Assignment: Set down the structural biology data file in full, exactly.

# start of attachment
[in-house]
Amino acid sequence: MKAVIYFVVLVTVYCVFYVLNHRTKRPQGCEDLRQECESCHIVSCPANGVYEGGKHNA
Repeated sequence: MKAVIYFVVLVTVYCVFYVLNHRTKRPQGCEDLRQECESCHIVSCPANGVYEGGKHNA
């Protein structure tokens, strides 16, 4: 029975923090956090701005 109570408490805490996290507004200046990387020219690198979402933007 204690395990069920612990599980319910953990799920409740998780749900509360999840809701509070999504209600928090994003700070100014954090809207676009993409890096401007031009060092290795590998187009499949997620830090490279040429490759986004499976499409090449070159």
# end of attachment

[in-house]
Amino acid sequence: MKAVIYFVVLVTVYCVFYVLNHRTKRPQGCEDLRQECESCHIVSCPANGVYEGGKHNA
Repeated sequence: MKAVIYFVVLVTVYCVFYVLNHRTKRPQGCEDLRQECESCHIVSCPANGVYEGGKHNA
């Protein structure tokens, strides 16, 4: 029975923090956090701005 109570408490805490996290507004200046990387020219690198979402933007 204690395990069920612990599980319910953990799920409740998780749900509360999840809701509070999504209600928090994003700070100014954090809207676009993409890096401007031009060092290795590998187009499949997620830090490279040429490759986004499976499409090449070159």